As some of you may have noticed, this blog has been a little quiet throughout December so far. This is partly because I haven’t really been reading, but mostly because of the reason why I haven’t been reading. And this is a post very different to my normal, standard book reviews; but it is something that I need to write, somewhere. Considering the fact that this is a post about a woman who loved books, and who shaped me into the bookworm I am today, I think that this is also an appropriate place for me to write this all down.
Just over a week ago, my Nan died, relatively suddenly, from ovarian cancer. Notoriously difficult to detect, it quickly became clear that the thing was also a bitch to cure (sorry, Nan, but I have a lot of anger right now), and two days after this diagnosis I was sitting in a hospital room holding my Nan’s hand as she slipped out of this world forever. I don’t think I will ever fully understand how someone so unselfish, so kind, so truly devoted to everyone other than herself, could be taken in such a sudden, cruel way. And I think much of myself will always struggle to believe that this is real. My Nan and I were very close, and not in the way people always say they were close to someone after they’re dead. Genuinely close. She was my friend as well as a caregiver; my Mum often said how alike we are, and I’m going to miss so much the connection that we had. No matter how stupid my problems might seeem to anyone else, she would always understand. We were on the same wavelength, we had the same kind of view of the world, the same mischevious sense of humour, the same tendency to lose a great deal of sleep at night worrying about things that we couldn’t change.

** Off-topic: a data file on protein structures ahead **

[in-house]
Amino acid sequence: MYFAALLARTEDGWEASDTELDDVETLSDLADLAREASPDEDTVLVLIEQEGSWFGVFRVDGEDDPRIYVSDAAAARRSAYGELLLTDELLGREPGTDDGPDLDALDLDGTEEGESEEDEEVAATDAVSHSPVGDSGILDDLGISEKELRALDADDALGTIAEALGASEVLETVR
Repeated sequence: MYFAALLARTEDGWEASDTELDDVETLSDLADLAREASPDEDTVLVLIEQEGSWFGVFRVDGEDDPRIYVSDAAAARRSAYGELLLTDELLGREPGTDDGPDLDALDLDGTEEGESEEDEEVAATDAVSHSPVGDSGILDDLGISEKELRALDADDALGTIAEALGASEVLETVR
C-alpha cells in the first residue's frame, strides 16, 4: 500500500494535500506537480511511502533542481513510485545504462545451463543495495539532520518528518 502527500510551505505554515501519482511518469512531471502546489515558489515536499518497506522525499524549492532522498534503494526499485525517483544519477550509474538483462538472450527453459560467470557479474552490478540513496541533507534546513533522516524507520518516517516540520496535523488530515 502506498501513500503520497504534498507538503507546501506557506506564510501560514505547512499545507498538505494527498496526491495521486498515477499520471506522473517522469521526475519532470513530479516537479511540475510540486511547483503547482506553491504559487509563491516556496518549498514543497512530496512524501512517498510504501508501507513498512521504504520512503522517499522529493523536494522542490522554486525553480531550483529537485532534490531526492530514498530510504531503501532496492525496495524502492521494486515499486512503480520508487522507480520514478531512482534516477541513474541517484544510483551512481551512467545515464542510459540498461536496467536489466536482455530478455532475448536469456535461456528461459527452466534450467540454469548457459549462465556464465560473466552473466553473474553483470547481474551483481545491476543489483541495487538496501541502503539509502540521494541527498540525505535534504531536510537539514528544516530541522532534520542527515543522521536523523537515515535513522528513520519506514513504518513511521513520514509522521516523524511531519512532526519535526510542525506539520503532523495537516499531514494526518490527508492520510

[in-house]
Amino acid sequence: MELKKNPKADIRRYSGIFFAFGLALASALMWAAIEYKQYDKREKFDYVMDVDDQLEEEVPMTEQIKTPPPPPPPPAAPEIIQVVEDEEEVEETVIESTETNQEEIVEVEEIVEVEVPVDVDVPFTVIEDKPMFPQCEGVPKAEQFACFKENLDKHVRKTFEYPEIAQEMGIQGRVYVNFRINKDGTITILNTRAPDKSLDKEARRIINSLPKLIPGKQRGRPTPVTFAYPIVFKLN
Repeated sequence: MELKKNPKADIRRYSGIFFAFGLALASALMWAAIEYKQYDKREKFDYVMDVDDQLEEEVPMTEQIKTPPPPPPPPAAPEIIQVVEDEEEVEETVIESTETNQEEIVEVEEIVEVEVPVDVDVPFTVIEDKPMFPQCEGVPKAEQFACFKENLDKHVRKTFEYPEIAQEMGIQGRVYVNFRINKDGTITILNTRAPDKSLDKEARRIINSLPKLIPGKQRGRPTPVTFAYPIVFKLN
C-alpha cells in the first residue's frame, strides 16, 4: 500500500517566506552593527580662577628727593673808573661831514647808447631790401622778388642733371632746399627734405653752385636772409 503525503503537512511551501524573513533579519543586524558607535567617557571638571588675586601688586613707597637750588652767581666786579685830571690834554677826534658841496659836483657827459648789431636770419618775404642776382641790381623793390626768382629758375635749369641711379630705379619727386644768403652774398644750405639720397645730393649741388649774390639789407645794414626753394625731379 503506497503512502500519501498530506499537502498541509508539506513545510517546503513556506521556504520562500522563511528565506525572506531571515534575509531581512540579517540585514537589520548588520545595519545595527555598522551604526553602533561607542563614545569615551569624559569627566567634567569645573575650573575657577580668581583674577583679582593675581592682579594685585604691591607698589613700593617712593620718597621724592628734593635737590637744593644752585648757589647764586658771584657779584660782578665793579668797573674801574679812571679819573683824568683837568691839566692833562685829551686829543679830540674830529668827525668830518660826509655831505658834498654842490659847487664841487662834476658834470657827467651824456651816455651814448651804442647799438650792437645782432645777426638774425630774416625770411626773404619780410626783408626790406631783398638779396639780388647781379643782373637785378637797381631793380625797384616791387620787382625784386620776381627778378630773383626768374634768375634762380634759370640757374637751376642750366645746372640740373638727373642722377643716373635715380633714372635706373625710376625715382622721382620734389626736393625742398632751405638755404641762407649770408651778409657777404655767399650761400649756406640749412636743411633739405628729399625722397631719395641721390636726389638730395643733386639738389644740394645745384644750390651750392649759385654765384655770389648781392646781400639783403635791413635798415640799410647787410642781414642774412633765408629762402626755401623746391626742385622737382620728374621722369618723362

However, one of the most fundamental things that we shared was our love of reading.
Both of us had difficult relationships with sleep, and it was something we both learned to solve through reading. As a child, when staying at her house, I would crawl into bed beside her – generally with my mum’s childhood copies of ‘The Wizard of Oz’ or ‘The Secret Garden’, both of which she had left at my Nan’s house – and the two of us would sit there, propped up in bed in perfectly comfortable silence, reading (until I would, inevitably, fall asleep). We spent hours in charity shops and second-hand book shops finding new reads to devour, my Grandad patiently driving us around until we had each found a pile of books – which tended to last us around a week. Most of these books we would then swap, and I am so glad that I had the opportunity to share some of my favourite books with her, and that she did the same with me. When she first went into hospital over a month ago with a simple suspected infection, I didn’t know what to do to help. I decided the most important thing was that she didn’t get bored; so I took her two favourite books to the hospital for her. Sadly, in those last few weeks, she never felt well enough to read. The day she died I bought those two books home with me. One of them I have read, and one I haven’t; I’m going to save that one until I feel ready. They’re now sitting on my bookshelf, so that I can treasure them as she once did. I know she would be happy for the rest of the books to be given away, so that people like us could devour them as she did: but these ones are special, and I don’t intend on ever letting them out of my sight.
My Nan encouraged me in so many ways, and was always proud of me, always there for me, and for all of that I am eternally grateful, and I wish I had been able to tell her so. But one of the most special gifts that she has given me, that cannot be taken away with her, is the gift of a love for reading. It is thanks to her that I have my imagination, that I have my own desires to be a writer, that I am now finding so much comfort from my own favourite books.
In a way, it is thanks to her that I even started this blog.